Google & China: Some are predicting that Google will leave China (Reuters article) in a few weeks rather than continue government-required although apparently limited filtering of certain news (see today’s WSJ).  The war of words has picked up by Chinese government officials, usually a precursor to government action.

I’m not sure what’s all involved here.  What I am sure of is that it all feels like backward movement.  Google is confronted with a non-option … limited censorship.  Imagine Google being expected (or required) to be an active participant in limiting the free-flow of information.

In short, Google is being asked by the Chinese government to turn back the clock … to do what can’t be done.  They are being asked to limit news-sharing after Chinese citizens have tasted a freer flow of news.  This is going to become very interesting if, indeed, Google leaves China and Chinese people react.

Twitter & the Telegraph:  A fascinating discussion over the weekend with Gary Kebbel, director of the Knight Foundation Journalism Program at a recent IPREX Meeting.  Interestingly, Kebbel, a former newspaper editor, shared that he will be leaving his Knight post to become the new dean of Journalism at the University of Nebraska.

Also in the discussion was Mike Griffin, the new VP of Communications (Public Affairs) for Walt Disney World, also the former managing editor of the Orlando Sentinel.

In a free-ranging dinner conversation about the challenges facing journalism today, mostly brought about by technology advancement and advent of online citizen journalism, these two hard-core journalists were lamenting the dimunition of good, crisp, journalistic writing and the lack of discipline apparent today in capturing the lead and reporting from there.

Kebbel interestingly added that tight, focused, journalistic writing was inspired by the advent of the telegraph and the need to get news from the “wild West” back to the eastcoast establishment.  Telegraph outlets were very limited and reporters stood in line to dictate to fast-fingered telegraph operators.  Out of fairness, reporters were limited to one paragraph of dictation – about 140 characters or so – and then they had to move to the back of the line.  They learned to write their lead and fill in more later.

Kebbel, Griffin and others in the discussion all agreed that Twitter was forcing many to tighten-up and write right, at least from a journalistic perspective.

Interesting, isn’t it?  China seeks to control the news flow and Twitter is making the world better at getting to the (news) point!

Post by Nick Vehr (3.14.10)

“Public Relations” has to be one of the most overused and  misunderstood words in our language.  That really honks me off.

Now comes an article in the Sunday NYT’s magazine titled “Optics: A scientific-sounding buzzword for ‘public relations’,” (On Language, Ben Zimmer; p. 14) tracing the evolution of “optics” (or “optiques” for French and Canadians) in politics.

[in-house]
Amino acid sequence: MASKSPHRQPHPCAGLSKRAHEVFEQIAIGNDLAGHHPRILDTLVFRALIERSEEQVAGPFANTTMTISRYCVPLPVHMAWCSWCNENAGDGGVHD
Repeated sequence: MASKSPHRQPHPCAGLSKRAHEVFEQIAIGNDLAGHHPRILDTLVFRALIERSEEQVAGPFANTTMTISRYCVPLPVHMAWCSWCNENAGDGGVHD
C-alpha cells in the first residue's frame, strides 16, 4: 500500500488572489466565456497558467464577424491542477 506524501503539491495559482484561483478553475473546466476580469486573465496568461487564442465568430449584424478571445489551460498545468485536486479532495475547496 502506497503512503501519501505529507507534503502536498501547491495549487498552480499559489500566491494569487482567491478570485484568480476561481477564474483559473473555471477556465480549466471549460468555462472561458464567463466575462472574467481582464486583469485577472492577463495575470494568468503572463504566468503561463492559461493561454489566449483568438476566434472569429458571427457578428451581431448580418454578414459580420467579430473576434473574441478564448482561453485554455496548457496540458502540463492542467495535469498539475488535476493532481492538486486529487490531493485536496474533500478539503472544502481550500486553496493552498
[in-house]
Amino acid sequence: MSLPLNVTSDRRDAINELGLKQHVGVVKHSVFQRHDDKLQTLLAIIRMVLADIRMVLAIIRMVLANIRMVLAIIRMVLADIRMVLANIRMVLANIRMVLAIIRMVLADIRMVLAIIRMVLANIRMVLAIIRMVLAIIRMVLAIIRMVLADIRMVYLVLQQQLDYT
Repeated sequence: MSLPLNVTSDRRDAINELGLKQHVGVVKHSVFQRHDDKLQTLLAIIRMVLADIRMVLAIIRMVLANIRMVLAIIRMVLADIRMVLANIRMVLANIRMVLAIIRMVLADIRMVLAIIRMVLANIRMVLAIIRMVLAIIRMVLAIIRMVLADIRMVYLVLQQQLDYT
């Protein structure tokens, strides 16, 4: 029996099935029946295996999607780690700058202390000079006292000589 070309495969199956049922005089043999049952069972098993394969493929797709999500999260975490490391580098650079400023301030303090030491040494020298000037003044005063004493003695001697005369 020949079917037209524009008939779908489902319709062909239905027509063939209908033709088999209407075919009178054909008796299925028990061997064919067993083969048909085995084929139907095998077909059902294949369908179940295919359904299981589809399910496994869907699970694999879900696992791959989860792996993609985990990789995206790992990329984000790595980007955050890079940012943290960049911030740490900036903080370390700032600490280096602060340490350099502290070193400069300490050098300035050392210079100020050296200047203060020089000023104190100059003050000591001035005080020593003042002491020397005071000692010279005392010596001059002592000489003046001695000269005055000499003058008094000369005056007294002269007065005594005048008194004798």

Basically, the article compares the political practice of form v. substance, the overwhelming importance placed on public perception v. public substance, to the practice of public relations.  As if everything public relations professionals do is spin, obfuscation and fluff.

Don’t get me wrong, the practice of strategic communications – also often referred to as public relations – is what we do for a living.  And, yes, when asked what I do, I say, “PR.”

And, whenever I do that, I don’t like it.  Because, we do much more.

As professional communicators, we work with our clients to understand, or sometimes determine, a clear business objective, identify the target audience (the customer) and the specific action they have to take (purchase, call, write, register, give, etc.) for the business objective to be achieved.

Then, we determine the key messages that will inspire (motivate, move, encourage, empower) the audience to action. We then determine precisely which channels are best to reach the audience.  Next, we craft creative and integrated tactics – offline and online – to reach the audience.

Of course, we then measure, as quantitatively as we can but often qualitatively, the value of the program developed and implemented toward achievement of the business objective.

Is there an application for this process of strategic communications in politics?  Of course there is.  I just don’t like that what we do for a living is so cavalierly summarized in a throw-away, misunderstood and overused phrase … public relations.

There, I feel better.  Thanks for letting me vent.

Post by Nick Vehr (3.7.10)

This is pretty self-indulgent, but I am very happy and proud to be celebrating Vehr Communications‘ 3rd anniversary today.  So, please bear with me and these few reflections or observations.

First: It’s all about our team.  Sounds cliche, but it’s true.  For the first year or so I plugged along by myself before beginning to add staff.  Since, it has been infinitely more fun, our work product on behalf of clients has improved, and I take pride in seeing colleagues grow and learn … the same folks who probably don’t realize how much I am actually learning from them.

We’re in the professional service business.  Our only product is the knowledge, experience and integrity of the people who work here.  Spend a minute on our Web site getting to know them.

Second: I am really proud of the clients we have been able to attract and retain.  I believe there is an open niche in this market and we are working hard to fill it.  It really feels to me like we are making progress.  From pure b2b clients to national b2c brands, from treasured community institutions to challenging community issues, our client list grows in size and diversity.  That’s what is so fun about the agency biz.

Third: Social media makes us better as professional communicators.  The options available to us to help clients manage their reputations, maintain and strengthen key relationships and deliver meaningful results are broader than ever.  That breadth, and the speed at which they change, keep all of us on our toes.  It is as scary as it is exciting, and we owe it to our current and future clients to be on top of this game.